I continued my decluttering this year, and have not bought much, all things considered.
I have used up most of my beauty products, and put the brakes on buying more until what I have is gone. I find the #empties and #hitthepan tags on Instagram to be inspirational for this. I have one mascara on the go instead of two or three, and one bottle of shampoo instead of multiple.
I have reduced my wardrobe A LOT, which has felt fantastic. Out have gone all the bobbly cardigans, the too-small jeans, and things that don’t suit me. If something doesn’t fit well, it goes, no matter how gorgeous it is. I don’t impulse buy on sales anymore, or buy anything just because it is cheap. I rotate clothes I have instead of buying new items. I have investment items altered, resoled, repaired if I can.
I would love to end up with a basic mix-and-match capsule wardrobe with investment classics in neutral colours. For example:
- black straight-legged trousers, 1 pair
- jeans, two pairs (one light, one dark). One flare, one slim.
- black Chelsea boots x 1
- white sneakers x 1
- denim jacket x 1
- leather jacket x 1
- white shirt
- short-sleeved t shirts in white and black
- one poloneck sweater in black
- one winter coat
- minimal classic gold jewellery (chain, ring, stud earrings)
- tote bag
- smaller flap bag
But… I get bored wearing the same things day in and day out. A capsule wardrobe is okay if you are travelling for a week. But for me there are only so many times you can get joy out of wearing five different outfits. So I liven them up with a splash of colour and bright accessories, which means I am still buying some things. Boredom has always been my downfall. I can only wear the same outfit or item so many times before I get tired of it.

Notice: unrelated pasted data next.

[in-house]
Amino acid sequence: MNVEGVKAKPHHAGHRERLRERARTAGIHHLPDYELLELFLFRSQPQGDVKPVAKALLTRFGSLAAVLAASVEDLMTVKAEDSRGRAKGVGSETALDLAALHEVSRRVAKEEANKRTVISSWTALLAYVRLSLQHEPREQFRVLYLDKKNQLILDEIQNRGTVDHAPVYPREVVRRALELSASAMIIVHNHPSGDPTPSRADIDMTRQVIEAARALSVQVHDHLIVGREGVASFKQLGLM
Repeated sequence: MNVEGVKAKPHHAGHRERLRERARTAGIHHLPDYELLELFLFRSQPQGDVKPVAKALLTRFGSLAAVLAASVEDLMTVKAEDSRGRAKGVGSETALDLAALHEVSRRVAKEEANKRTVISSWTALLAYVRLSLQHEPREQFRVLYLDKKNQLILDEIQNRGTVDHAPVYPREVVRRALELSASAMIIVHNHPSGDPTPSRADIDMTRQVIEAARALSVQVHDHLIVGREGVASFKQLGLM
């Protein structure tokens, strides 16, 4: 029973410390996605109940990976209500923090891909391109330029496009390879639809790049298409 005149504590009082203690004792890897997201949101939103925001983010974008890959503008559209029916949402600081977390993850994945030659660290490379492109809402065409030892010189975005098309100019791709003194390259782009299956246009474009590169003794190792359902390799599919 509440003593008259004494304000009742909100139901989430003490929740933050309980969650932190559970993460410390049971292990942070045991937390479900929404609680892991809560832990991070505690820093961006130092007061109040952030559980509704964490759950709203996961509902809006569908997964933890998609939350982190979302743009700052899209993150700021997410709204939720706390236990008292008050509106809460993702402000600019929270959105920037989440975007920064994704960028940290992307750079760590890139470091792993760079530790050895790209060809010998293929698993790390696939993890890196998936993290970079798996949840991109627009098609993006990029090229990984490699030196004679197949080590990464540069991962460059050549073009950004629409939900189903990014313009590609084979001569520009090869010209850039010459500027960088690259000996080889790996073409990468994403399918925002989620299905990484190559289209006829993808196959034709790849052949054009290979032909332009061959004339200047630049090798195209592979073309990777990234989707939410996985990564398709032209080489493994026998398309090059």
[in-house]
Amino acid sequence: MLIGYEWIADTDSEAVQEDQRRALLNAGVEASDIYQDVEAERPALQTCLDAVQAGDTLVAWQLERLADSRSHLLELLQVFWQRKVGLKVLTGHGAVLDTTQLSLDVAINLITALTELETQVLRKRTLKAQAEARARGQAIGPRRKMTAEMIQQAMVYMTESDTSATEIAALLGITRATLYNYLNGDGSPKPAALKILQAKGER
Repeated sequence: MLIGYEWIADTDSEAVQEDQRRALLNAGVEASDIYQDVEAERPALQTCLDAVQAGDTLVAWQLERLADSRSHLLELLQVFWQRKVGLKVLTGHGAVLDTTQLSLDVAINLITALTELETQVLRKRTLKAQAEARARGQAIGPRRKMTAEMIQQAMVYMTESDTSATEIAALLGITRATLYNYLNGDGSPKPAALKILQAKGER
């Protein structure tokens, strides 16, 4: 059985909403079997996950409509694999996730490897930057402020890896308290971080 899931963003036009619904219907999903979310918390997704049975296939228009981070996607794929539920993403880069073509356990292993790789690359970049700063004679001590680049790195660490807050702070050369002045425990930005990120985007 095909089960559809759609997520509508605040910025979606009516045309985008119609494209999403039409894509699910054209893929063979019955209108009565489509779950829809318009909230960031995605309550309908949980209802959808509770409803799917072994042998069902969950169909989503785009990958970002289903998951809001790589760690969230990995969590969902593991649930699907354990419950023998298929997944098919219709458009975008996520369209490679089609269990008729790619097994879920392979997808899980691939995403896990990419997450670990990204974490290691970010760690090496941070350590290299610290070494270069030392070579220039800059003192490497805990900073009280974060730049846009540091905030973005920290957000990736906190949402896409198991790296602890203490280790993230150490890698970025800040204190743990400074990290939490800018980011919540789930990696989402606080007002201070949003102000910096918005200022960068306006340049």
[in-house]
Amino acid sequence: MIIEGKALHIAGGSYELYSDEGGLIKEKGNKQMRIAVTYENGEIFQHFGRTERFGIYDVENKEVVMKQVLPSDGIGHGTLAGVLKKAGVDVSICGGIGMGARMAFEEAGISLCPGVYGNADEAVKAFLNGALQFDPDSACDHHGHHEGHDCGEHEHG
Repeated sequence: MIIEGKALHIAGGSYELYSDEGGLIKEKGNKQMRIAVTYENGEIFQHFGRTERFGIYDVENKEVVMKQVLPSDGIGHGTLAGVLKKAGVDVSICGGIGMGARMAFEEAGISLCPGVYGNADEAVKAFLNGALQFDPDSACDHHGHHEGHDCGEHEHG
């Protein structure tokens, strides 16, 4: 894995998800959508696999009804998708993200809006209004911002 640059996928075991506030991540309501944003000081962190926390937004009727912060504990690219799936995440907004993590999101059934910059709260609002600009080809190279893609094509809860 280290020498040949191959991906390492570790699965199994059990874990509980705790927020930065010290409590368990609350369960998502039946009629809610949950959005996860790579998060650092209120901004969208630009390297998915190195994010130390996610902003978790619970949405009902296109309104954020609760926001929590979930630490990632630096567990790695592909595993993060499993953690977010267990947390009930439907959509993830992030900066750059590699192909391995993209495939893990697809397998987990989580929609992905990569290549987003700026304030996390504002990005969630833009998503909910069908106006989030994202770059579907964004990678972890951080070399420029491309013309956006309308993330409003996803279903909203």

Then when my ‘classics’ wear out, I often cannot find them again. The companies don’t make or stock my ‘magic’ black trousers or comfortable Chelsea boots anymore. So I have to buy something else. And I end up buying more than one kind before I manage to find anything that suits me. This applies whether it is lipstick or jeans. I have a wonderful pair of BLK DNM jeans that I love and have had for years, But they are faded now and forming holes. I can no longer wear them to work as I did when they were dark blue and pristine. I will never find another pair because the company discontinued them.
There are clothing chains in Sweden that have a basic range which never changes, so you will always be able to find your classic black jacket, for example. But a shop assistant in one of them told me that not all customers like buying the same thing all the time so the range does not sell well, and also that if the quality is outstanding, people don’t buy as much as they need to in order to keep the stores in business, because they do not need to replace them very often.
I guess much of our consumption is based on built-in obsolescence. There is always an updated version, a new colour, an improved formula, a new trend. Though I have noticed people are hanging onto their televisions, phones and cars longer now. Constant upgrades may not be so alluring anymore. My father used to buy a new car every x number of years whether he needed to or no, because that is what was common then. I always used to drive the same car until it didn’t go anymore!
I realised recently that I am not sentimental about clothes. I know people who love it when their clothes become comfortable, faded and worn in. Or keep clothes from special occasions, even though they may not fit anymore. I am not like that, but I am sentimental about jewellery that has been gifted to me. Oh, and I hate wearing in new shoes. Even if I buy exactly the same make and model boots, they usually still feel like mousetraps on that awful first day. And my shoes are generally flat and designed to be comfy. I would hate to know what strappy stiletto-heeled sandals must feel like on day one.
Several of my students have said to me recently that covid and then the financial crisis have dramatically changed their shopping habits. They don’t buy as much as they used to because they realised that you don’t need as much as enterprises would have you believe. I think that is true.